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Who Has an Embarrassing Sex Question They’d Like to Ask in Front of the Whole Class?

Posted by Ryan Morgan on January 15, 2013 at 12:00 PM

Why teacher training is incredibly important when it comes to sex ed.

As a former teacher, I know there’s nothing more surprising than asking your students at the end of the semester, “So what did you learn in this class?”

You learn quickly that oftentimes what you thought would be the takeaway, is not the takeaway. Students instead remember weird stories or the one-crazy-exception-to-the-rule or they remember the unfortunate fashion choice their instructor made (hey, I thought the peplum was coming back in style…).

This being said, I know I can’t give an accurate account of my school-based sex ed in full, but I can report on the first time it was introduced.

It was traumatic. It was embarrassing. It was so middle school.

Given our collective penchant for high drama and hyperbole, we all knew what was about to happen when they separated the boys from the girls, hauled us girls into the cafeteria, and brought in the local doctor.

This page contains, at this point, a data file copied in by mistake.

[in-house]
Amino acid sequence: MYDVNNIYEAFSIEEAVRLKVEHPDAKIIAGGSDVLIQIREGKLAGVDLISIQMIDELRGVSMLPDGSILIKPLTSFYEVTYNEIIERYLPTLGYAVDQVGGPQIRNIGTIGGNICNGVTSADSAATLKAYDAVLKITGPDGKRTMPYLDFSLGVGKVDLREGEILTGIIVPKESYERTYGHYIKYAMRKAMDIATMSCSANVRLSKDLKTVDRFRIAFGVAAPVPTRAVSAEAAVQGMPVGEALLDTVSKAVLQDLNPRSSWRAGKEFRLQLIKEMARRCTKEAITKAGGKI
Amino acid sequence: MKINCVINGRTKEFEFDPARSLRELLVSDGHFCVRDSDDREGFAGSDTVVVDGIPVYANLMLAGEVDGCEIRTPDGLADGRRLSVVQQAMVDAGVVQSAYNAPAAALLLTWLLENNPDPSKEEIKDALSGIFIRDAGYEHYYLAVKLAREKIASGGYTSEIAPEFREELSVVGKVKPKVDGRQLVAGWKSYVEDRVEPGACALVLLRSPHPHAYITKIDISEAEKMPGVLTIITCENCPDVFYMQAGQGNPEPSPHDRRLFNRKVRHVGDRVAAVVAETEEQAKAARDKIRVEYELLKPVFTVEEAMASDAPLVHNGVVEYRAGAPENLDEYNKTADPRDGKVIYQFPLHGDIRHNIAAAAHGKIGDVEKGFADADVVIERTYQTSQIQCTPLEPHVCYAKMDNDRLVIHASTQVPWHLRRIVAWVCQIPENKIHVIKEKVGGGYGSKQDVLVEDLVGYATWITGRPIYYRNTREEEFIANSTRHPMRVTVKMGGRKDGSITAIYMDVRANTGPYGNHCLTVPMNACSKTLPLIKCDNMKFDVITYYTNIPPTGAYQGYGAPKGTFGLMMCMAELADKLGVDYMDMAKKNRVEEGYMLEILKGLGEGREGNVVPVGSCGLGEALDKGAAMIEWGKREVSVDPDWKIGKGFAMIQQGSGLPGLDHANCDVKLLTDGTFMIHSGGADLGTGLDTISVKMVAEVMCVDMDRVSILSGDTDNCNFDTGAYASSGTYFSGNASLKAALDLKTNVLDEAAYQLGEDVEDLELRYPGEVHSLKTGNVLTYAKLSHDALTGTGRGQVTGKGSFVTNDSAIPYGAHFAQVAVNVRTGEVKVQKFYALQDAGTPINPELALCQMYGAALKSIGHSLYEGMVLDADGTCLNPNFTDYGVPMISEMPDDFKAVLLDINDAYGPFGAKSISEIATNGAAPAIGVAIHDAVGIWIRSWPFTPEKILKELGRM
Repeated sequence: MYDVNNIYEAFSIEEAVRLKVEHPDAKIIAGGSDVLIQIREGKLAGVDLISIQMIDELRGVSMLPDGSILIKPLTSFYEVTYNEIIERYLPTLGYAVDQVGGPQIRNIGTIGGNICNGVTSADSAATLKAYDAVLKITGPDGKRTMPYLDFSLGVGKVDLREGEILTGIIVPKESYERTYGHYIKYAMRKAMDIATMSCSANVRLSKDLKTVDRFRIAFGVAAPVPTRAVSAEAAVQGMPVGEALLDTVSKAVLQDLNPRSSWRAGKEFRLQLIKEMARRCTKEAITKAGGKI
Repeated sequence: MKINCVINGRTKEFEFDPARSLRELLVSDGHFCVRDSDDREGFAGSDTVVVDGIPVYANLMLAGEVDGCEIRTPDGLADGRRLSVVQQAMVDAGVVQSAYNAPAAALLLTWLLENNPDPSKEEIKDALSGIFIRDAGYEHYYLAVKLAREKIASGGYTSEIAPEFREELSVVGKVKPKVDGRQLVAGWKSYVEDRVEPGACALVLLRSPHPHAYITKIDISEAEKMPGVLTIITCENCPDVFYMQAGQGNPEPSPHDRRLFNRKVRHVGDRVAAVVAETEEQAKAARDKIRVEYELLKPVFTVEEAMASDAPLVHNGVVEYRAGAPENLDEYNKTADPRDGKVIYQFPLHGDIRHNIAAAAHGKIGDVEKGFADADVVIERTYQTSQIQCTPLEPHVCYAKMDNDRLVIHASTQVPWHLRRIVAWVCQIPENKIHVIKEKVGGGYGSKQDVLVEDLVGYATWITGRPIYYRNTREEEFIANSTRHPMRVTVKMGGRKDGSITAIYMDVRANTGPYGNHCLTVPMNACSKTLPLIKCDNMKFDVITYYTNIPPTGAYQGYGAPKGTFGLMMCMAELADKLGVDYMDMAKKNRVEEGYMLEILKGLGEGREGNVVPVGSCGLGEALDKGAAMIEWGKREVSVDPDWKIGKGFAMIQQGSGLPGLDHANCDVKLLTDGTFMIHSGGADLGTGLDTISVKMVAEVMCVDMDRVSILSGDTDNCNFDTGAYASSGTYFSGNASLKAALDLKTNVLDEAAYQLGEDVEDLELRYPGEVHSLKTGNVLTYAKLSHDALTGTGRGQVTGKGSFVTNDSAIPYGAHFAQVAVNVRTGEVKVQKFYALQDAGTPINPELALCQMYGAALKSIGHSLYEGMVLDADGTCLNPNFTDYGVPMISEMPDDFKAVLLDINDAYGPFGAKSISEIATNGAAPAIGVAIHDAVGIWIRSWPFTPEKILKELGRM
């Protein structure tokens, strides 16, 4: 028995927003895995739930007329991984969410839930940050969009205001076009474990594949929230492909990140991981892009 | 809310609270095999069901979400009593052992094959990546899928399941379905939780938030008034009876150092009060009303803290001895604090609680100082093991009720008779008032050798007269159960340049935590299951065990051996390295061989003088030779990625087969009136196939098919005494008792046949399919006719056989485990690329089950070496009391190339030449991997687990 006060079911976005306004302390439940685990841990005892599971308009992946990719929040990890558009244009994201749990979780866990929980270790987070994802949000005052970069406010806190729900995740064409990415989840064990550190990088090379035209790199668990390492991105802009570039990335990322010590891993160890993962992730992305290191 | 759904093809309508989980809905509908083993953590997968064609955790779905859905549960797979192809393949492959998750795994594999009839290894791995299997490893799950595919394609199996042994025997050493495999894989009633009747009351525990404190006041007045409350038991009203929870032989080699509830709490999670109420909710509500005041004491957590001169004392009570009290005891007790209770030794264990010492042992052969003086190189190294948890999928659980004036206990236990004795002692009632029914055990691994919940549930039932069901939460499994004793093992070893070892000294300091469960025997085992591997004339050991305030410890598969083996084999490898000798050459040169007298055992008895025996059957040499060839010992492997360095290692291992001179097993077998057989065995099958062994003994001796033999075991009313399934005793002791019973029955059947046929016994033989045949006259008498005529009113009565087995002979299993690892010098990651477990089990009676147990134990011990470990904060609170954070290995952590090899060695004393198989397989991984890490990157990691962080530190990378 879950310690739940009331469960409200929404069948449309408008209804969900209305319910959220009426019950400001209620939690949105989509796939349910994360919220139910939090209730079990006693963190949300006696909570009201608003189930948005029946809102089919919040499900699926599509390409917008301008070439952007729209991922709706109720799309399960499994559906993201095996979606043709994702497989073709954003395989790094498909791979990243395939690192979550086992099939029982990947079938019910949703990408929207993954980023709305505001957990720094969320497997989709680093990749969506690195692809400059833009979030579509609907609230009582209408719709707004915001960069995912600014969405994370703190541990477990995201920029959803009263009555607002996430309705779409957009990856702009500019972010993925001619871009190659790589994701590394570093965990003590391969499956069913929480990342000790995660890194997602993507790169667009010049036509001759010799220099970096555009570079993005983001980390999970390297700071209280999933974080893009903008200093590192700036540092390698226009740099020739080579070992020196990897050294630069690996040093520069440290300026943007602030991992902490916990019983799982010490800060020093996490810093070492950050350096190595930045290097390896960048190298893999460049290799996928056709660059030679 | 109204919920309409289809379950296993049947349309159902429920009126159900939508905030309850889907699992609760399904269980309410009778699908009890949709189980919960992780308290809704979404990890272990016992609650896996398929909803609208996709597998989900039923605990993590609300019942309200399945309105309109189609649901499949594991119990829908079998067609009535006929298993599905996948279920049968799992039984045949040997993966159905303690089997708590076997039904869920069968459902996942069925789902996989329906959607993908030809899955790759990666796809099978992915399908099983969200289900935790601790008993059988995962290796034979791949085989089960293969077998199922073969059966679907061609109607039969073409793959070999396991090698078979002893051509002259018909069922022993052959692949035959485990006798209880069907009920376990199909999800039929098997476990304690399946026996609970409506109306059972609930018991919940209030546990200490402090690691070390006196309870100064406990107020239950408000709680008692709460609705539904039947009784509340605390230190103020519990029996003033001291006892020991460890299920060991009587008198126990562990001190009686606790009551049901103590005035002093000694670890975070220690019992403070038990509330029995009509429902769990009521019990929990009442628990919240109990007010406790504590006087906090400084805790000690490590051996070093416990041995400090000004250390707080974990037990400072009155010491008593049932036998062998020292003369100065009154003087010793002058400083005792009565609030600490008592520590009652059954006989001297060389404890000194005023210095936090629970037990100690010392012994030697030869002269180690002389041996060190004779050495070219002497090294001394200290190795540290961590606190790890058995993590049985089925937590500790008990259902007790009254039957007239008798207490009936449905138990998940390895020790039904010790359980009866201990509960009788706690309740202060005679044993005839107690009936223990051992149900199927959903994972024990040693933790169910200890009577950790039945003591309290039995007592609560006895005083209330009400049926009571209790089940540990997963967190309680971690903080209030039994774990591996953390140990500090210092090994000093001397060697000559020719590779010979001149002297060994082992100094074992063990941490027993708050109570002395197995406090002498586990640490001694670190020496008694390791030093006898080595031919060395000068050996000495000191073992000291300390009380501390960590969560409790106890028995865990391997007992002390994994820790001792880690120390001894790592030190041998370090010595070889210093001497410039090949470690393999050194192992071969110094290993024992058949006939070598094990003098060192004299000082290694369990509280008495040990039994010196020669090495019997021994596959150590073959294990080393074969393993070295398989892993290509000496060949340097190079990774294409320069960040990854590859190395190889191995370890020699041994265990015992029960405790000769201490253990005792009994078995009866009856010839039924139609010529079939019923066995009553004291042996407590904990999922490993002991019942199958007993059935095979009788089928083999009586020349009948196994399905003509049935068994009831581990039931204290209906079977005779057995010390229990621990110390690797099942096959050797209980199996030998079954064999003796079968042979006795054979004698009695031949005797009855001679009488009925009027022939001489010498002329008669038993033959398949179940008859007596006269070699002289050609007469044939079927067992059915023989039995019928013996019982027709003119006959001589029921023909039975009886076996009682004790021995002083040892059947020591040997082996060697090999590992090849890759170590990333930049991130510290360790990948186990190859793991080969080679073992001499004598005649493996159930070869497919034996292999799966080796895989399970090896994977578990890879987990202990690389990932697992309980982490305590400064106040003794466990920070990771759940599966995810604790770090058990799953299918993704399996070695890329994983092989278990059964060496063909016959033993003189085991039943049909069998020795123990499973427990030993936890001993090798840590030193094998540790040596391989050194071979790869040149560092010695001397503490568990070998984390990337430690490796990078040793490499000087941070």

Responses to our guest speaker ranged from “Oh my god! How embarrassing!” to postures of experience to downward turned eyes hiding behind a wall of long hair.

But one underlying emotion we shared as middle schoolers was curiosity. We thought we knew, but we weren’t sure.

Our speaker began: “So what do you want to know?”



“I can’t answer your questions unless you ask them.”

Our speaker was obviously frustrated and reiterated her question with increasing belligerence for the next hour.

I was disappointed. Was this it? Was this the big talk? I picked up a saucy (more than likely incorrect) detail or two from my fellow classmates, but I was hoping for something a bit more…thorough. How was I supposed to know what I didn’t know?

You should also not try to pull this off.

The hour passed and my takeaway at the end was not to douche.

The lesson here? Teaching sex ed is difficult, it requires training. We shouldn’t assume a specialist in health necessarily knows how to *teach* sex ed. And we shouldn’t assume that teachers already know enough about reproductive health to teach sex ed. We need to prepare teachers for the difficult and necessary task of teaching our children how to prevent pregnancy and protect themselves from STDs.

Make sure your legislators know you care about providing quality sex education to students. Email them today!


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